Archives of General

HEAL Statement of Opposition to Genocide

HEAL Statement of Opposition to Genocide HEAL is rooted in the understanding that stolen land, genocide, and the forced removal of peoples from their land is the foundation of today’s destructive U.S. food system. What we are witnessing in Palestine is a genocide that mirrors the brutal occupation of what is now the United States. […]

Climate Resilience: HEAL’s Summer Update

Welcome to the HEAL Food Alliance quarterly newsletter! To stay up to date on what’s happening in the food and farm justice movement, subscribe now » As we soak up the final weeks of summer, we are reflecting on the super bloom of our alliance’s collective work – from building climate resilience in our communities […]

Advocacy & Action: Reflections on our Final SoPL Session!

By Mina Seck, Community Food Manager, SPROUT NOLA, and Member of the “A Greener New Orleans” SoPL team I’m extremely lucky to be a part of the A Greener New Orleans campaign, a coalition of growers, food access advocates, policy advisors, and community members who are advocating for a policy platform in New Orleans that […]

It’s time to center climate justice and real climate solutions in the Farm Bill!

Real solutions to the climate crisis already exist – on fields and farms, in communities, grassroots organizations, and in agricultural collectives. Currently, the Farm Bill props up industrial agricultural practices and corporations that wreak havoc on our ecosystems while polluting our air, water and food, including their false climate solutions that perpetuate extraction and exploitation.

It’s time to address food insecurity in the Farm Bill!

Community care is ensuring every person has access to sustainable, nourishing food they can afford.  Nutrition in the US is most often decided, not by personal or individual choice, but by where you live, what you do, and what you can afford to buy. And for communities of color, food apartheid and systemic racism further limit the nutritious food we have access to.  

It’s time to invest in communities and break up corporate power in the Farm Bill!

Corporate agribusinesses, through consolidation, have amassed massive power over food production lines, controlling each step from “farm to fork.”  Before I joined the HEAL Food Alliance as an Organizer, I supported beginning farmers and livestock producers in the Midwestern “corn belt,” a region dominated by commodity farming and the base for many large corporate agribusinesses.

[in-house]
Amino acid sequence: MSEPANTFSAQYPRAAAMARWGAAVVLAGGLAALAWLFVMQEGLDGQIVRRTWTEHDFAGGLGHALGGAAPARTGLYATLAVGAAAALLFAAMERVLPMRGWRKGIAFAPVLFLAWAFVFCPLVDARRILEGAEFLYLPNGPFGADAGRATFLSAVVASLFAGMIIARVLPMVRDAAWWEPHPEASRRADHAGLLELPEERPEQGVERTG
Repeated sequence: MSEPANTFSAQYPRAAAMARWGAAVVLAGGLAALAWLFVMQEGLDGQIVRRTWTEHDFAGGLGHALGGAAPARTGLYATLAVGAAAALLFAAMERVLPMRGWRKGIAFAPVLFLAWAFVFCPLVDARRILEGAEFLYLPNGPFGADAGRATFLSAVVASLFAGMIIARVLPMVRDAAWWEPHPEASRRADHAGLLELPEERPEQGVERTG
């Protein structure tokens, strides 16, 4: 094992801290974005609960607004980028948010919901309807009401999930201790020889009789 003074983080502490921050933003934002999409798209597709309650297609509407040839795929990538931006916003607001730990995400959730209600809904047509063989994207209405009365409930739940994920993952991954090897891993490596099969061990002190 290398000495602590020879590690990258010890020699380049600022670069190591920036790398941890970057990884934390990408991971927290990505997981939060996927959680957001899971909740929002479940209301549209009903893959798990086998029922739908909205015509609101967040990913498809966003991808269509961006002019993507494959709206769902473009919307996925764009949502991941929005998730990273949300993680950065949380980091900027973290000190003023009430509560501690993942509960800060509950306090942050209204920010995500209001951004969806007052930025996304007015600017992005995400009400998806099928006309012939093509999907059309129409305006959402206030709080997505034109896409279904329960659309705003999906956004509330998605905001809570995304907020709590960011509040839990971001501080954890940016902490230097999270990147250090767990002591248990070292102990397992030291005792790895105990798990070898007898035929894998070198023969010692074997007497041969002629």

We must center BIPOC farmers & producers in the farm bill!

For many Black, Indigenous, and other people of color in the US, land and water stewardship play a central role in our culture, way of life, economic livelihoods, and the sustainability of our communities.  However, due to white settler colonialism, the opportunity to farm has been unjustly stripped from the majority of BIPOC communities in the US through many avenues, including government policies and programs. 

It’s time to secure rights for food and farm workers in the Farm Bill!

I became enamored with the restaurant industry when I first came to the US. I was 13 years old and my parents were fleeing a bloody civil war that claimed the lives of several members of our family. Despite being a teacher in Guatemala, here in the US my mother could only find work in a restaurant. It was only after I began working in the industry myself that I soon realized the glamor and fast-paced energy I glimpsed through the windows of my mother’s workplace was just a mirage. It was in fact the reflection of abusive managers, racism and a sexist environment unlike anything I had ever experienced.

There is More That Unites Us Than Divides Us: Reflections on Messaging through SoPL

By Caitlin Stuart, Community Engagement & Navigator Manager, Nourish Colorado and Member of the Nourish Colorado SoPL team Our team, Nourish Colorado, joined HEAL’s School of Political Leadership (SoPL) as four women from vastly different backgrounds passionate about food justice and access on the Healthy Food Incentives team at our work, also called Nourish Colorado. […]